By BRENT STUBBS
Senior Sports Reporter
THE 2012 Olympic Games is history and the celebrations for the “Golden Knights” - the men’s 4 x 400 metre relay team that won gold - are over.
It was certainly a tremendous ride over the past two weeks for Chris “Fireman” Brown, Demetrius Pinder, Michael Mathieu and Ramon “Fearless” Miller since they returned home from London, England. They were wined and dined everywhere they went and flooded with gifts, including photographs, watches, cellphones, land and money.
They were also blessed spiritually.
Now it’s time to prepare for the future - not just for the athletes, but the Bahamas Association of Athletic Associations and the Bahamas Olympic Committee - with the Olympics in Rio de Janeiro, Brazil, in 2016 on the horizon.
The men’s gold medal performance to upset the United States of America will definitely inspire a lot more young men to compete in the 400 metres with the hopes of getting a chance to be a part of the national team in the future. But what about those competitors who were in London as a part of the relay pool and didn’t get a chance to compete?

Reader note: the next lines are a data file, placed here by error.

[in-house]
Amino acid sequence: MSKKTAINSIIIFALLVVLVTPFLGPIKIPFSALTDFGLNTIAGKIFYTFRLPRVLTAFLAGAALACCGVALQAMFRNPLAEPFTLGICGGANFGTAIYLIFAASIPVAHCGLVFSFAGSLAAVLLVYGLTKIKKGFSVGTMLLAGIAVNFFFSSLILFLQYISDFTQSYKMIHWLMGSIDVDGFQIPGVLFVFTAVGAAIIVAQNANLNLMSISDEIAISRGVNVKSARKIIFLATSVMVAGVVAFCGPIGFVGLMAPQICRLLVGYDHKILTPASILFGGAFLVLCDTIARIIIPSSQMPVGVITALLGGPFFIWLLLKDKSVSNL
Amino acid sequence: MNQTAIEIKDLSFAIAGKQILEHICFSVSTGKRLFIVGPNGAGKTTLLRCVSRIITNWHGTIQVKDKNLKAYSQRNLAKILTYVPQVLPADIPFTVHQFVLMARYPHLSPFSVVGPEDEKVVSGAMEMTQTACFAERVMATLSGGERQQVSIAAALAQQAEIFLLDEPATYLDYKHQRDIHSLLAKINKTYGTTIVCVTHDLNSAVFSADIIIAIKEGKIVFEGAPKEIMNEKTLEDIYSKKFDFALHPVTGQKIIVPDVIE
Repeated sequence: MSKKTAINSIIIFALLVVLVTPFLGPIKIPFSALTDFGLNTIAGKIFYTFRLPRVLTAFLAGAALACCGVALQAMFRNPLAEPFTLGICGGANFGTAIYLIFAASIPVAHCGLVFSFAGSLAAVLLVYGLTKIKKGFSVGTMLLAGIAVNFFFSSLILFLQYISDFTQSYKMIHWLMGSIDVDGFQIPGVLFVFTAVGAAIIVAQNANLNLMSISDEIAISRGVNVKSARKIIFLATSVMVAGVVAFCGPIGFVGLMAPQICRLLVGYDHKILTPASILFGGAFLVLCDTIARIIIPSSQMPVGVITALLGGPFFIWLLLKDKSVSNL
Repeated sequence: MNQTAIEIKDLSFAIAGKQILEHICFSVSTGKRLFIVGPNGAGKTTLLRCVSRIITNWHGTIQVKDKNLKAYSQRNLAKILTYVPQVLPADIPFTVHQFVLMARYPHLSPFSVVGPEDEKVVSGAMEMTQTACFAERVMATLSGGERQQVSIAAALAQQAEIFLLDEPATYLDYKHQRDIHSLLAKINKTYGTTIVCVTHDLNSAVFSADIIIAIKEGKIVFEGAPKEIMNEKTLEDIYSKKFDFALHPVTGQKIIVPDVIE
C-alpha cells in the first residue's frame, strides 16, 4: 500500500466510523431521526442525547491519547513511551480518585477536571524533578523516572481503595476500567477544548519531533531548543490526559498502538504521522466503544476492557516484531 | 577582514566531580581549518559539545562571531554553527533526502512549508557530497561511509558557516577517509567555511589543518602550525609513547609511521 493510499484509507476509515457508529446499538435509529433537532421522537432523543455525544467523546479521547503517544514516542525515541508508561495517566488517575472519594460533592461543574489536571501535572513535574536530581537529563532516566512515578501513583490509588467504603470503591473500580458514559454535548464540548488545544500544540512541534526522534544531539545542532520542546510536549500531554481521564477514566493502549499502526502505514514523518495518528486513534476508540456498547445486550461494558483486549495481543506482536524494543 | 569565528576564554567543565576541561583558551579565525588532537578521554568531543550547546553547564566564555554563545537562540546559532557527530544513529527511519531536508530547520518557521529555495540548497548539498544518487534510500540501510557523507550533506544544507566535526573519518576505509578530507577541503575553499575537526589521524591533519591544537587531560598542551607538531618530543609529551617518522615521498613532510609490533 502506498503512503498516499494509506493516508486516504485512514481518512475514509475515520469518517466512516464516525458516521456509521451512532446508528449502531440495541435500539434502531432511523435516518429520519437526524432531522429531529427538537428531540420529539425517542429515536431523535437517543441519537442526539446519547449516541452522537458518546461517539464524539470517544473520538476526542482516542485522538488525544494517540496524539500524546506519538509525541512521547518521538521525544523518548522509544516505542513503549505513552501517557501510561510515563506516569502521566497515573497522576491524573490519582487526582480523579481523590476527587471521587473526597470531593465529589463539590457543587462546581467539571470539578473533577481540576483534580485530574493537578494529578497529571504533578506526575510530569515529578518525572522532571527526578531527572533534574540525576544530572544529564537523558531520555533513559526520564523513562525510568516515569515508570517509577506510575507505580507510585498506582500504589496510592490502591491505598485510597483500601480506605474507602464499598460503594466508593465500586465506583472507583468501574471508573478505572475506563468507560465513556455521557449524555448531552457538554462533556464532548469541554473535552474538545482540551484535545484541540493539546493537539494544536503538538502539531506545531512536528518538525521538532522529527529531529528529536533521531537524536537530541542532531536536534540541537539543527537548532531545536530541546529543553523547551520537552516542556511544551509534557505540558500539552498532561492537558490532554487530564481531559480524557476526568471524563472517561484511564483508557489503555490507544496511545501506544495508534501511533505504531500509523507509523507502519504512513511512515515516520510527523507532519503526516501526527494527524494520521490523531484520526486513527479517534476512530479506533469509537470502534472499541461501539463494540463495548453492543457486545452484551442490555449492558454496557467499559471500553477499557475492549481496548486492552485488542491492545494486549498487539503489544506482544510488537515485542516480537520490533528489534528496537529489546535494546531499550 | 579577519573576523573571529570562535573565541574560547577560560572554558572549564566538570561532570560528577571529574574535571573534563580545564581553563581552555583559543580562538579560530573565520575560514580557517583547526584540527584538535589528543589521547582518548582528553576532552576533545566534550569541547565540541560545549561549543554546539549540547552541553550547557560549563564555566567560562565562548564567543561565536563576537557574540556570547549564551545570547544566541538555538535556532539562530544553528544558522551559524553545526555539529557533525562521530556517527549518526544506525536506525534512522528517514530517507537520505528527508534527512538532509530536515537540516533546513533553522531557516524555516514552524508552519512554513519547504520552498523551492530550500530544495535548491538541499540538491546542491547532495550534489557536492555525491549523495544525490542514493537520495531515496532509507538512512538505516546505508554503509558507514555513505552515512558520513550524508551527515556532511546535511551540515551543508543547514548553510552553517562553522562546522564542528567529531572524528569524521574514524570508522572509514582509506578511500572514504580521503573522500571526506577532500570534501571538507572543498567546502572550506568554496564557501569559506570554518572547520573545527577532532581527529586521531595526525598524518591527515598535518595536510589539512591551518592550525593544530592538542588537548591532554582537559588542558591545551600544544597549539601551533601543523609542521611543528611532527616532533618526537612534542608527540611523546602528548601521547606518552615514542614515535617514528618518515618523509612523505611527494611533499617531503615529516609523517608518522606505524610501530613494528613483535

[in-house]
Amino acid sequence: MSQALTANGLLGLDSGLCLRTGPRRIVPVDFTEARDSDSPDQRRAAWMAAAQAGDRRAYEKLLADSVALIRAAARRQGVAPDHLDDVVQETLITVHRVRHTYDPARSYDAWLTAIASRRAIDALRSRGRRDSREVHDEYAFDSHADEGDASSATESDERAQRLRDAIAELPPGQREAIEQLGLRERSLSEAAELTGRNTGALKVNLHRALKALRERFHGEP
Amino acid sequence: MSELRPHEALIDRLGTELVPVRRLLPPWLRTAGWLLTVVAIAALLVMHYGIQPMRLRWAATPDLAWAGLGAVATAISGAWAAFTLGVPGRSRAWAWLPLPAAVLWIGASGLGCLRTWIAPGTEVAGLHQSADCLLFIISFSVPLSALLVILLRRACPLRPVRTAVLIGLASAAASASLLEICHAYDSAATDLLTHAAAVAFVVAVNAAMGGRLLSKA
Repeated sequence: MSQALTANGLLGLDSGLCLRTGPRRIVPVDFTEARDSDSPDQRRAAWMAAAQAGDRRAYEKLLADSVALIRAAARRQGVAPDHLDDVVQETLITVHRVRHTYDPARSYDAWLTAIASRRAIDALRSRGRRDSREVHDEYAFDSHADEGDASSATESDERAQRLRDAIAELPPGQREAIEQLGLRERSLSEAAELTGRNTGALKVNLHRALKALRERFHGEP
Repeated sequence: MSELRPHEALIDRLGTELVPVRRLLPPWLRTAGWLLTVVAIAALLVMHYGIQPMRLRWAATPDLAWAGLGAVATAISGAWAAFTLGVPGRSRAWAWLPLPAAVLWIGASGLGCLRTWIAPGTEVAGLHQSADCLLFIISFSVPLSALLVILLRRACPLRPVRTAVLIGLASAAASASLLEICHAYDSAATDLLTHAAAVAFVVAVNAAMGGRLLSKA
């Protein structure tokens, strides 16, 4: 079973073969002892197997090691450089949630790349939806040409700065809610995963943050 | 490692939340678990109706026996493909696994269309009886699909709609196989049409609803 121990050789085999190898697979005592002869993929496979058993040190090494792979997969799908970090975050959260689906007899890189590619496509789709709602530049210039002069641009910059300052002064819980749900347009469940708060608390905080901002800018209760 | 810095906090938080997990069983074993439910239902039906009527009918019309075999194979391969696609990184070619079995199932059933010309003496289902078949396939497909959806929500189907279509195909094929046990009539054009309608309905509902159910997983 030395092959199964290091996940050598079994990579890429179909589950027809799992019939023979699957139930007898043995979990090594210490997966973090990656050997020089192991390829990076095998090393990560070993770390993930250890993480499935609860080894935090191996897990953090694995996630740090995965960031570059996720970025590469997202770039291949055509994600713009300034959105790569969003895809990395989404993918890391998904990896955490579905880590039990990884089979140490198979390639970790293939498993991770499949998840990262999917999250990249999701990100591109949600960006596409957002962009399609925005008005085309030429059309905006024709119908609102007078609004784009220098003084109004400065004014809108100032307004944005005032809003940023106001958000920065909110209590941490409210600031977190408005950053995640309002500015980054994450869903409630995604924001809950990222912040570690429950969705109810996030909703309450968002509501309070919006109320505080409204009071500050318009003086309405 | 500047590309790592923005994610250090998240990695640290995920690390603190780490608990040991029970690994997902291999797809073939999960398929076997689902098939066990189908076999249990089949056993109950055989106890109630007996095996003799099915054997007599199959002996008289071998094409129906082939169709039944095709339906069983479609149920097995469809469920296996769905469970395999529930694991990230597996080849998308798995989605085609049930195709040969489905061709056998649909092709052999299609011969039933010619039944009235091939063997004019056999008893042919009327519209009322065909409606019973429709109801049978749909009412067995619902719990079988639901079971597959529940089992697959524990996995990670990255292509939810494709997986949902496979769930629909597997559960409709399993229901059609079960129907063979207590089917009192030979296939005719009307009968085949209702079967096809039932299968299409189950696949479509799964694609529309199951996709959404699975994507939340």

Except for Andrae Williams, who attended the functions held in Grand Bahama on Monday, there was no sight of Wesley Neymour, who was making his debut on the biggest global meet in the world, or even veteran Avard Moncur. Neither of them were a part of any of the celebrations, even though they didn’t get to compete in either the heat or the final.
Only those competitors who compete are eligible for the medal or any incentive as the quartet received.
But at least the other competitors should have been invited to attend some of the functions, considering the fact that they were originally a part of the team. The same could be said for the other members of the 26-member team that represented the Bahamas.
Arianna Vanderpool-Wallace, the only swimmer to represent the Bahamas at the games, was in attendance for the team’s welcome home ceremony at the Lynden Pindling International Airport. But she vanished afterwards. It was as if her historic appearance in the final of the women’s 50 metres freestyle was not appreciated at all.
There was hardly any mention of her achievement, or any public recognition.
Once again, swimming got overshadowed by athletics. I’m sure that the other athletes, whether they won a medal or got into the final or not, would have liked to travel along with the “Golden Knights.” After all, they spent almost a month blending together in England, starting with the training camp in Crawley before they went into the Games Village.
They were all a part of Team Bahamas.